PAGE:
Mad that he won't be vacationing in Siberia because of sanctions, Sen. John McCain sounded off on all things Russia on "Late Night with Seth Meyers" on Tuesday.
The senator from Arizona, who used his Twitter account to announce sanctions imposed on him by Russian President Vladimir Putin this year, joked about his overseas account.
"My secret campaign fund bank account in Moscow is now frozen," he told Meyers.
"I like to call him Vladimir," McCain said, adding that he takes pride on his sanctions.
"There is nothing that could do me more good politically than to be sanctioned by Vladimir Putin," he said.
"Were other non-sanctioned senators jealous of you?" Meyers asked him.
"All of them," said McCain said. Other senators, he explained, were trying to stand close to him in photographs so they too would get sanctioned.
"How can I insult Vladimir so I can get sanctioned too?"McCain said.
Meyers noted that McCain has been a critic of President Barack Obama as well as Putin. He asked McCain, who ran against Obama in 2008, how he would project a tough front without turning it into a war.
"How do you project this idea of toughness without being willing to go to war or have any sort of armed conflict, which it seems like no one wants?" Meyers said.
"I'd be giving them some weapons with which to defend themselves," said McCain, referring to the interim Ukrainian government's military.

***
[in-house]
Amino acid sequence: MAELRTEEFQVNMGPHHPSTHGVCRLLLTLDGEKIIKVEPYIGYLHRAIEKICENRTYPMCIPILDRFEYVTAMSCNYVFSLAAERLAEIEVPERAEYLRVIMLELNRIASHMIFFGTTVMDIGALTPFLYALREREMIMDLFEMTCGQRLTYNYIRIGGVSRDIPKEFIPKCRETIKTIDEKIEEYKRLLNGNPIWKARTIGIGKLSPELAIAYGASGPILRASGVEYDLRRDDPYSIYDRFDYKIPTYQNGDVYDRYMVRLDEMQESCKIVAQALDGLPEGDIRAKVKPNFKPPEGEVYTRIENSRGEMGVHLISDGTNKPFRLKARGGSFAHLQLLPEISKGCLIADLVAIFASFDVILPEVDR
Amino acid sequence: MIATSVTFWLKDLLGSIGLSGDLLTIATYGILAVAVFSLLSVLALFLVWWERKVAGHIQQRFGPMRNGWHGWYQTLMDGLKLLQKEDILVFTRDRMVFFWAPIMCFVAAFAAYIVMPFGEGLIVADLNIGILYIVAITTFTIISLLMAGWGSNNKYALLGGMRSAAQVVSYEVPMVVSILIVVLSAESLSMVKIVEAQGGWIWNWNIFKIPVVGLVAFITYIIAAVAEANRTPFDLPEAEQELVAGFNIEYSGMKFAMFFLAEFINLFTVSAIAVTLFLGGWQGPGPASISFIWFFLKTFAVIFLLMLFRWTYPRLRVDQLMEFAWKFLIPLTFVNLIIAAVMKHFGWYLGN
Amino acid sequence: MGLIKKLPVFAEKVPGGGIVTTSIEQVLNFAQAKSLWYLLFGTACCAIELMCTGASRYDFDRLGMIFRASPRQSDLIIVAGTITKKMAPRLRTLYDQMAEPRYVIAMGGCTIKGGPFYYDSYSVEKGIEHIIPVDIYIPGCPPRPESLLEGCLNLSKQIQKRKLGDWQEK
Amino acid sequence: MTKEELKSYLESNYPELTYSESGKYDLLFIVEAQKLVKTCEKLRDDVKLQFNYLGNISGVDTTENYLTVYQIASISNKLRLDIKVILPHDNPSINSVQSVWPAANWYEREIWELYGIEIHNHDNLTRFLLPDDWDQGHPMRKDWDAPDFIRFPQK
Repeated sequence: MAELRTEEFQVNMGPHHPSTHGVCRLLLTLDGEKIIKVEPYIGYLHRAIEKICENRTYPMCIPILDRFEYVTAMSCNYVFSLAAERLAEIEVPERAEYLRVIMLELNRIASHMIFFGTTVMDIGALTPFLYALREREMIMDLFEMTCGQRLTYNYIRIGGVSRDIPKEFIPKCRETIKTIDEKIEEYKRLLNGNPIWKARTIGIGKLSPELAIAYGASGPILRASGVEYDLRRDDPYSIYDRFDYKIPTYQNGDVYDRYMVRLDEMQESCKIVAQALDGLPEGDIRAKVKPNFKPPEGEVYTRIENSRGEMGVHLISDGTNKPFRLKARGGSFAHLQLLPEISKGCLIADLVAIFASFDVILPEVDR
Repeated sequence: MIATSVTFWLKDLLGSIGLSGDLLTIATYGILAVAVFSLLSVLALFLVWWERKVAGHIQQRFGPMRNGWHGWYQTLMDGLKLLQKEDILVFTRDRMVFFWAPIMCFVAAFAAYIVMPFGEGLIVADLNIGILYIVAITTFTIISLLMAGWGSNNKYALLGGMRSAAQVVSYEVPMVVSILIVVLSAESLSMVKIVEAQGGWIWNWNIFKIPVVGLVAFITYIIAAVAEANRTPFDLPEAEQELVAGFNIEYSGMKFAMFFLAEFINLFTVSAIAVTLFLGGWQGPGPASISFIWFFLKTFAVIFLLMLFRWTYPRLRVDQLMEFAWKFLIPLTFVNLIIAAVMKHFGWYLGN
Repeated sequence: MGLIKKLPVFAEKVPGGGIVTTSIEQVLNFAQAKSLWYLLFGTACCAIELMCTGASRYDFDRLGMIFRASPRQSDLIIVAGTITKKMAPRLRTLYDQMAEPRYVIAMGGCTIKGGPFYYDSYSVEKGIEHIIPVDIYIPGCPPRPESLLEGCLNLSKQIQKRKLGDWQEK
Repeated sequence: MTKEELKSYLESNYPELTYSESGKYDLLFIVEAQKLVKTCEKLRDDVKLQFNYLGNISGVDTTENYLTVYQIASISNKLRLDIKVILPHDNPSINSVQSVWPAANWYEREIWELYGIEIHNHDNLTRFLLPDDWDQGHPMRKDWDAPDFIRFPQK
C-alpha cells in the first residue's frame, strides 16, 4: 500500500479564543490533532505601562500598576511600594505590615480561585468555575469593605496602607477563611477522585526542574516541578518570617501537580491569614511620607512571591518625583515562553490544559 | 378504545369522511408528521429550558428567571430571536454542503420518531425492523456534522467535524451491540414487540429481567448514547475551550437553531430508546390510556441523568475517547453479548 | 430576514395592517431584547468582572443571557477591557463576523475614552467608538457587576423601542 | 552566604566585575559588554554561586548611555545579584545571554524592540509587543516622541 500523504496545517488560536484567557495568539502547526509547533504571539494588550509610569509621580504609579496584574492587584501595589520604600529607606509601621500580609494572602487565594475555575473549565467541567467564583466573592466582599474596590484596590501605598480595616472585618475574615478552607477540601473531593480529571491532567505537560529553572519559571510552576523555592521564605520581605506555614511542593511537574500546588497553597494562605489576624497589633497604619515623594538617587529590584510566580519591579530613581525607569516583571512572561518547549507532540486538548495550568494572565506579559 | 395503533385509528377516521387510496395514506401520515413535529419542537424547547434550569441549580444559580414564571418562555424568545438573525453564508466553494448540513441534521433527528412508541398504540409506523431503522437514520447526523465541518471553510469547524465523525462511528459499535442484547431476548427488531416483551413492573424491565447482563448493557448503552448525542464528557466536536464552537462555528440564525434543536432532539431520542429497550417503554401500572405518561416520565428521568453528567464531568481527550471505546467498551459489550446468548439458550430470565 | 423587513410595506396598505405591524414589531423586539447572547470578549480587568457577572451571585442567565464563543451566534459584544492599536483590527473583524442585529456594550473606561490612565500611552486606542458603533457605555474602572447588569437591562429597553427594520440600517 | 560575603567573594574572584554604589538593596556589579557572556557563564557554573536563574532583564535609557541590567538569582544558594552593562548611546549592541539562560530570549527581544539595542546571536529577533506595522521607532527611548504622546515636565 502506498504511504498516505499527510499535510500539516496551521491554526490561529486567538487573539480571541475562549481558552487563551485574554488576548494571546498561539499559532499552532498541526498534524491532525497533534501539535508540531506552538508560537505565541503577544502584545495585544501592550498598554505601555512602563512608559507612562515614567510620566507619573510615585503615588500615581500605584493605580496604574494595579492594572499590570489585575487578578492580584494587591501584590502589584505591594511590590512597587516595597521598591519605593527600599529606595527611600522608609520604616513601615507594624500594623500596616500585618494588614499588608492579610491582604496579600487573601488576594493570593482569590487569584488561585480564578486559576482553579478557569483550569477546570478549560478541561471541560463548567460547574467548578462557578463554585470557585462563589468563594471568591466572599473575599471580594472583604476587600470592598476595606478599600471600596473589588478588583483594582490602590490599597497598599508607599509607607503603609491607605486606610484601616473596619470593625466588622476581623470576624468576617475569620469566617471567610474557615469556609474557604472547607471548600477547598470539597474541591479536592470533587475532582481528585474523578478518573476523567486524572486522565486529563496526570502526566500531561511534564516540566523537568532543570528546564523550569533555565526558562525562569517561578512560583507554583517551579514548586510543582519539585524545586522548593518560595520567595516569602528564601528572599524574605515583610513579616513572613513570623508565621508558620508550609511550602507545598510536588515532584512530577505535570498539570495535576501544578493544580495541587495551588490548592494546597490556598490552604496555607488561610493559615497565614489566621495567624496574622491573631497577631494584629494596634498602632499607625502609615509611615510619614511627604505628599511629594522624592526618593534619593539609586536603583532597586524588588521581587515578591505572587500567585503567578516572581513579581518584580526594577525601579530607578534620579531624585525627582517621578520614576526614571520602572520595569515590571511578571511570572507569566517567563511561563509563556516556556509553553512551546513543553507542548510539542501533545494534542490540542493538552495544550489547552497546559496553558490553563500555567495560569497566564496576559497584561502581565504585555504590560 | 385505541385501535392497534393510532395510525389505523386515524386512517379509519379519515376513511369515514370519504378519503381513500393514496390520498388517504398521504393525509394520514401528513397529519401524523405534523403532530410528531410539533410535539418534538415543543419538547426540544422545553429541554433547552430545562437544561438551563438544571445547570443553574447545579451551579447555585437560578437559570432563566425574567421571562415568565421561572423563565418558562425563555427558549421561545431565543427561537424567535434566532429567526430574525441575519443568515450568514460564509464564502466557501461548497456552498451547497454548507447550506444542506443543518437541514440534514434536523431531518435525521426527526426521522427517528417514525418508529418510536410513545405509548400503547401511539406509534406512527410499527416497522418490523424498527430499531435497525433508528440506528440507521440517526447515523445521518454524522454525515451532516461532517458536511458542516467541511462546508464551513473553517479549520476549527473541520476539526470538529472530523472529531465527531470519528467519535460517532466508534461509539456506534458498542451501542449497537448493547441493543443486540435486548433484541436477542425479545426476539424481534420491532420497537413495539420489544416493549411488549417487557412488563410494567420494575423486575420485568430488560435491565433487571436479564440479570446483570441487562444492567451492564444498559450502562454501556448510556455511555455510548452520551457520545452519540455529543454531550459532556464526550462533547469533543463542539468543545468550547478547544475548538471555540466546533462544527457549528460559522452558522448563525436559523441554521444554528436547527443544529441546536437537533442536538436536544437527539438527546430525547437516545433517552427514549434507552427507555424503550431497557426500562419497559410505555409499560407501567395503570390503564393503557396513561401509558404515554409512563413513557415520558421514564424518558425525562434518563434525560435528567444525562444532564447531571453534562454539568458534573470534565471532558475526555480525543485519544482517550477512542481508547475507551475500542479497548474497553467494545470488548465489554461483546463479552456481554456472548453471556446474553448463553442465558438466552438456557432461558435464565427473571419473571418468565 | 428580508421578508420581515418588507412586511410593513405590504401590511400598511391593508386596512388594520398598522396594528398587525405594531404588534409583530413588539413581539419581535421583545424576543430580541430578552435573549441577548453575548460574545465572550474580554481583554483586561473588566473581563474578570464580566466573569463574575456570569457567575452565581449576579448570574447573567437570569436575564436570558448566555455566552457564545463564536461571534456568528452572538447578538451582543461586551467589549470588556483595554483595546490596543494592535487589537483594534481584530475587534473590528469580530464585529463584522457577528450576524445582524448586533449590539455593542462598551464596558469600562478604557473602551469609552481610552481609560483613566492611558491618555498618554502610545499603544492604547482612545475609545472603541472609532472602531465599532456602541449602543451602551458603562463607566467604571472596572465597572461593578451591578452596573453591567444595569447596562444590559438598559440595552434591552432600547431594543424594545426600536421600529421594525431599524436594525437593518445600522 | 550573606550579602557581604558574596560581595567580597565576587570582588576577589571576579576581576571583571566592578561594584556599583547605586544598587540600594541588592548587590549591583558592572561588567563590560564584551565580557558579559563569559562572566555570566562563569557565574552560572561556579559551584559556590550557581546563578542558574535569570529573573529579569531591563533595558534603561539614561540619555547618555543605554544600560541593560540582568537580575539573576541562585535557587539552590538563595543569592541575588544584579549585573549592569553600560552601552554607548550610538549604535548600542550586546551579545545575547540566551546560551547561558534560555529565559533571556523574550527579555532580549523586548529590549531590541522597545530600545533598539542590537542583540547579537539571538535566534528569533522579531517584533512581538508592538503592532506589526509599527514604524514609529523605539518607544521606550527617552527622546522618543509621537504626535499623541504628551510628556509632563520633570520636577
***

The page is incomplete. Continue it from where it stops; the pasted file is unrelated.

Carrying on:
He also cited "other measures" such as "giving them money that they need to get their economy back on track," and allowing Ukraine to join the European Union, a decision that is not up to the United States.
"Look," the Republican senator said, "Russia is a gas station masquerading as a country."
"All it -- all he's got is gas and oil," McCain said referring to Russia and the Russian President. "And that's really all that is sustaining them."
In a CNN interview last week, Andriy Kobolev, 35, chief executive of Ukraine's state-owned Naftogaz, responsible for keeping the gas flowing into Ukraine, said reversing gas flow will be a solution in dealing with Russia over the supply of gas to Ukraine.
"If we find a solution which is not Russian gas, that very likely will lead to the situation when Ukraine will not be buying Russian gas for quite a long period of time," he told CNN's Richard Quest.
The 77-year-old senator, a prisoner of war nicknamed "maverick," then Meyers on Tuesday, "Wait, I take that back."
Then he tweaked his statement.
"It is a gas station run by a mafia that is masquerading as a country," he said.